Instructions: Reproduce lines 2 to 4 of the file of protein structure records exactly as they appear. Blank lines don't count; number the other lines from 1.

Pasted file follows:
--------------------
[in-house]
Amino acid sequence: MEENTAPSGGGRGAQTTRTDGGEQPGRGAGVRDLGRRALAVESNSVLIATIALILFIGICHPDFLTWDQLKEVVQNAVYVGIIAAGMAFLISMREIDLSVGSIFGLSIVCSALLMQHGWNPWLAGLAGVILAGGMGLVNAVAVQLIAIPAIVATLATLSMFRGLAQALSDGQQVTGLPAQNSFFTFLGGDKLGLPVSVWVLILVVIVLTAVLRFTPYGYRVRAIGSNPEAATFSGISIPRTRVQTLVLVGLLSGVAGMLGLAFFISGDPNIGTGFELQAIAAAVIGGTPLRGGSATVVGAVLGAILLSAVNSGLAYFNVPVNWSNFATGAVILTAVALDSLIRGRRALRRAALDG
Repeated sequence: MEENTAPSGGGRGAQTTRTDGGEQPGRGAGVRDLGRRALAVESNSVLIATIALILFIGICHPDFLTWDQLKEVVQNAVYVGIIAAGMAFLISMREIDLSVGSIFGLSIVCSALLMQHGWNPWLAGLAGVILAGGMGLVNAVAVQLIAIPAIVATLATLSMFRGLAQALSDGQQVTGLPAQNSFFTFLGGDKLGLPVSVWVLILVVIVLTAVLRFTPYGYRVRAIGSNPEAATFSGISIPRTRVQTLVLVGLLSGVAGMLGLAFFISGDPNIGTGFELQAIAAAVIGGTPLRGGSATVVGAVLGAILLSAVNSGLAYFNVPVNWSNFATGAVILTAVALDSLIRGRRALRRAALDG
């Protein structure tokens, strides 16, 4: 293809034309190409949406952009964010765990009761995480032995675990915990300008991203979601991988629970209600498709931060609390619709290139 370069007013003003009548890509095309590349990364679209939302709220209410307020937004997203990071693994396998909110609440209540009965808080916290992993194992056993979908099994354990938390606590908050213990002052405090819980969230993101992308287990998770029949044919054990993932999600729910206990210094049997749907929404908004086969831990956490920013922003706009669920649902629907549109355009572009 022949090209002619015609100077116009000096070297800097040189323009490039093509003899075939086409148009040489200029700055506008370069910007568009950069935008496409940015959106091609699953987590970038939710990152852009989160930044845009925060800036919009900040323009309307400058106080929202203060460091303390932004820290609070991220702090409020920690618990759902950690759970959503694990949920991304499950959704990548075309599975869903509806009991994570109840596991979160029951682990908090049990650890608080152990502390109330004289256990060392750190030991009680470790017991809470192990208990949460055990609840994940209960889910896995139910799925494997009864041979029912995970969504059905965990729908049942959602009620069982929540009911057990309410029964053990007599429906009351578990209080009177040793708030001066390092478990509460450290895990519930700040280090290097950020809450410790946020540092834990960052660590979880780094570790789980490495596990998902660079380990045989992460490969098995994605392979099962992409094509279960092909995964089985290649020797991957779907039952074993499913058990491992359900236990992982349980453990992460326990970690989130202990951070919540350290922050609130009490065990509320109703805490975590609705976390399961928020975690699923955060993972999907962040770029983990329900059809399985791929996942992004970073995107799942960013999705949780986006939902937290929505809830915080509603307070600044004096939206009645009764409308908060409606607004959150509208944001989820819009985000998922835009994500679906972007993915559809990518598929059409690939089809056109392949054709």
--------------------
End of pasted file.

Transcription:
Amino acid sequence: MEENTAPSGGGRGAQTTRTDGGEQPGRGAGVRDLGRRALAVESNSVLIATIALILFIGICHPDFLTWDQLKEVVQNAVYVGIIAAGMAFLISMREIDLSVGSIFGLSIVCSALLMQHGWNPWLAGLAGVILAGGMGLVNAVAVQLIAIPAIVATLATLSMFRGLAQALSDGQQVTGLPAQNSFFTFLGGDKLGLPVSVWVLILVVIVLTAVLRFTPYGYRVRAIGSNPEAATFSGISIPRTRVQTLVLVGLLSGVAGMLGLAFFISGDPNIGTGFELQAIAAAVIGGTPLRGGSATVVGAVLGAILLSAVNSGLAYFNVPVNWSNFATGAVILTAVALDSLIRGRRALRRAALDG
Repeated sequence: MEENTAPSGGGRGAQTTRTDGGEQPGRGAGVRDLGRRALAVESNSVLIATIALILFIGICHPDFLTWDQLKEVVQNAVYVGIIAAGMAFLISMREIDLSVGSIFGLSIVCSALLMQHGWNPWLAGLAGVILAGGMGLVNAVAVQLIAIPAIVATLATLSMFRGLAQALSDGQQVTGLPAQNSFFTFLGGDKLGLPVSVWVLILVVIVLTAVLRFTPYGYRVRAIGSNPEAATFSGISIPRTRVQTLVLVGLLSGVAGMLGLAFFISGDPNIGTGFELQAIAAAVIGGTPLRGGSATVVGAVLGAILLSAVNSGLAYFNVPVNWSNFATGAVILTAVALDSLIRGRRALRRAALDG
């Protein structure tokens, strides 16, 4: 293809034309190409949406952009964010765990009761995480032995675990915990300008991203979601991988629970209600498709931060609390619709290139 370069007013003003009548890509095309590349990364679209939302709220209410307020937004997203990071693994396998909110609440209540009965808080916290992993194992056993979908099994354990938390606590908050213990002052405090819980969230993101992308287990998770029949044919054990993932999600729910206990210094049997749907929404908004086969831990956490920013922003706009669920649902629907549109355009572009 022949090209002619015609100077116009000096070297800097040189323009490039093509003899075939086409148009040489200029700055506008370069910007568009950069935008496409940015959106091609699953987590970038939710990152852009989160930044845009925060800036919009900040323009309307400058106080929202203060460091303390932004820290609070991220702090409020920690618990759902950690759970959503694990949920991304499950959704990548075309599975869903509806009991994570109840596991979160029951682990908090049990650890608080152990502390109330004289256990060392750190030991009680470790017991809470192990208990949460055990609840994940209960889910896995139910799925494997009864041979029912995970969504059905965990729908049942959602009620069982929540009911057990309410029964053990007599429906009351578990209080009177040793708030001066390092478990509460450290895990519930700040280090290097950020809450410790946020540092834990960052660590979880780094570790789980490495596990998902660079380990045989992460490969098995994605392979099962992409094509279960092909995964089985290649020797991957779907039952074993499913058990491992359900236990992982349980453990992460326990970690989130202990951070919540350290922050609130009490065990509320109703805490975590609705976390399961928020975690699923955060993972999907962040770029983990329900059809399985791929996942992004970073995107799942960013999705949780986006939902937290929505809830915080509603307070600044004096939206009645009764409308908060409606607004959150509208944001989820819009985000998922835009994500679906972007993915559809990518598929059409690939089809056109392949054709």